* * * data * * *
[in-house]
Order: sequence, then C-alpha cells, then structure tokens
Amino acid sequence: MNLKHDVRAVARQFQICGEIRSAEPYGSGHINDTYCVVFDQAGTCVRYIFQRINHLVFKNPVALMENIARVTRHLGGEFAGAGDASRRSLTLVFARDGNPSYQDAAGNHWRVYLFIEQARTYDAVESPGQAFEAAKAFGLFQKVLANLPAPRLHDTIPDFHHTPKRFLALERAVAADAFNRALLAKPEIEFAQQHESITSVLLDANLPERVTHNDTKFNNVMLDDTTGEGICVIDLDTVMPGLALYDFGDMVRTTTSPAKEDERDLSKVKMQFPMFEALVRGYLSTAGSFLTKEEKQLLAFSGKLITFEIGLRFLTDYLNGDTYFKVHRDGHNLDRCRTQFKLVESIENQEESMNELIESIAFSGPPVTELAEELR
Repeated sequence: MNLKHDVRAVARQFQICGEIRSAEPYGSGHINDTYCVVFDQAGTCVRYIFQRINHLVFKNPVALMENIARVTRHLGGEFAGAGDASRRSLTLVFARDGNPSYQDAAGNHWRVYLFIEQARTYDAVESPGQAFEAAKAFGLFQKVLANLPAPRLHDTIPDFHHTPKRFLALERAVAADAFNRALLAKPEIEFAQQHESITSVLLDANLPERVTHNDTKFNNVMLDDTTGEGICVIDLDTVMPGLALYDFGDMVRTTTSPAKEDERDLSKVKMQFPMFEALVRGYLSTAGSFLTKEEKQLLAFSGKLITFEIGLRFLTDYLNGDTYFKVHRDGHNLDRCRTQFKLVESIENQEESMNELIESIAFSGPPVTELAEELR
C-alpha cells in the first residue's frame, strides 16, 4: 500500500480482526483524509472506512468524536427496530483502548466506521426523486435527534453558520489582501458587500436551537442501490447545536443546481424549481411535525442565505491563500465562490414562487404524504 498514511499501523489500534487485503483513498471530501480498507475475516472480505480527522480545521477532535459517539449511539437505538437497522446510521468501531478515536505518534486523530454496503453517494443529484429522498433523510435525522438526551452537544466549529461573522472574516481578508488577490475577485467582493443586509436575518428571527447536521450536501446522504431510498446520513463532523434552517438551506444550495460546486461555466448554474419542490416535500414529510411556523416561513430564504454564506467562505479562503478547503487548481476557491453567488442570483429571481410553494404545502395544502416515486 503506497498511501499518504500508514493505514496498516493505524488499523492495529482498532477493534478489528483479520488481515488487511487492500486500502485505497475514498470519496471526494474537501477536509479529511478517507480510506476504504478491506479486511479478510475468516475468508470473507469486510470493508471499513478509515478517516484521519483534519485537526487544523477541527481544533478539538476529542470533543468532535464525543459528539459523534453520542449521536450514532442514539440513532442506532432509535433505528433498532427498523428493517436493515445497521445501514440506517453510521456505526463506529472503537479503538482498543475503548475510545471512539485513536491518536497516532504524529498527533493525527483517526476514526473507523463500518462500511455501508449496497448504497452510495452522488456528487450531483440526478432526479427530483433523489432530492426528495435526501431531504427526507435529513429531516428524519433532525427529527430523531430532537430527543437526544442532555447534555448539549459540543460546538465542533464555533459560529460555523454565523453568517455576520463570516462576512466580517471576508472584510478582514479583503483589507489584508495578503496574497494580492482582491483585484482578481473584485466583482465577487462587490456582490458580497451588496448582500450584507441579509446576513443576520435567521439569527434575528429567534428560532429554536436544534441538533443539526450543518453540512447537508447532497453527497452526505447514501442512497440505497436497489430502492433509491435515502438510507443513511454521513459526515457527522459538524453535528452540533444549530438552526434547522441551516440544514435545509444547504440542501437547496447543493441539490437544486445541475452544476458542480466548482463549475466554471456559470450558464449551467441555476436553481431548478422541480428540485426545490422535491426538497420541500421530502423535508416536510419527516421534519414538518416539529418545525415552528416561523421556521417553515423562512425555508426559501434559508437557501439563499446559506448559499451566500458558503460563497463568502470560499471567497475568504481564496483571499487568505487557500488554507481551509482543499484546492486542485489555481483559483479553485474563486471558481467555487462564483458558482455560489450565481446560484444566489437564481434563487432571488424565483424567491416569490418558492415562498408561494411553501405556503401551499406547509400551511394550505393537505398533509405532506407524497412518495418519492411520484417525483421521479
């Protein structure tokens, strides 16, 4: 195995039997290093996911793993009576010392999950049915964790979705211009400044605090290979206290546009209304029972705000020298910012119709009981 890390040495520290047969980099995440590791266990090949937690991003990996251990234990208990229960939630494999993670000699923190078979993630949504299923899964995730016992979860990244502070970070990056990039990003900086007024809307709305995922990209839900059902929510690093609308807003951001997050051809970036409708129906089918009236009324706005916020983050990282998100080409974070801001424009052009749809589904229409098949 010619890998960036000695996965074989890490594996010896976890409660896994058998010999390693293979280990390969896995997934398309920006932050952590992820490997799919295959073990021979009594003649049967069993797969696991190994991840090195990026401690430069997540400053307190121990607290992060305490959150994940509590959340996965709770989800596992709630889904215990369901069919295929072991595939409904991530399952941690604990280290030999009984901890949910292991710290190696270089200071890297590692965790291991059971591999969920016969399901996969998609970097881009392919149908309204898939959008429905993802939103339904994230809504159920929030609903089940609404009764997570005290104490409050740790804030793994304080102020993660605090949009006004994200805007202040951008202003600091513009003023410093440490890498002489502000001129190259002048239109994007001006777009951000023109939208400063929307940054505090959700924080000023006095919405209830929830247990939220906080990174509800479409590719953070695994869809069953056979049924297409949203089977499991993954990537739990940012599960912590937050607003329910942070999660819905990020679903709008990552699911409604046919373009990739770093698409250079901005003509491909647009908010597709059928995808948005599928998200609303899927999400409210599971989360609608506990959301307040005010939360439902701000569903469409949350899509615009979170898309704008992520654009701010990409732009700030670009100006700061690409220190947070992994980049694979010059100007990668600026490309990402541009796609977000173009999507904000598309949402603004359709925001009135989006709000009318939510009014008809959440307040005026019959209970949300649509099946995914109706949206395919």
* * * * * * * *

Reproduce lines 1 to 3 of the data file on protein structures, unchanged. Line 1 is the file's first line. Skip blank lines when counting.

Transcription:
[in-house]
Order: sequence, then C-alpha cells, then structure tokens
Amino acid sequence: MNLKHDVRAVARQFQICGEIRSAEPYGSGHINDTYCVVFDQAGTCVRYIFQRINHLVFKNPVALMENIARVTRHLGGEFAGAGDASRRSLTLVFARDGNPSYQDAAGNHWRVYLFIEQARTYDAVESPGQAFEAAKAFGLFQKVLANLPAPRLHDTIPDFHHTPKRFLALERAVAADAFNRALLAKPEIEFAQQHESITSVLLDANLPERVTHNDTKFNNVMLDDTTGEGICVIDLDTVMPGLALYDFGDMVRTTTSPAKEDERDLSKVKMQFPMFEALVRGYLSTAGSFLTKEEKQLLAFSGKLITFEIGLRFLTDYLNGDTYFKVHRDGHNLDRCRTQFKLVESIENQEESMNELIESIAFSGPPVTELAEELR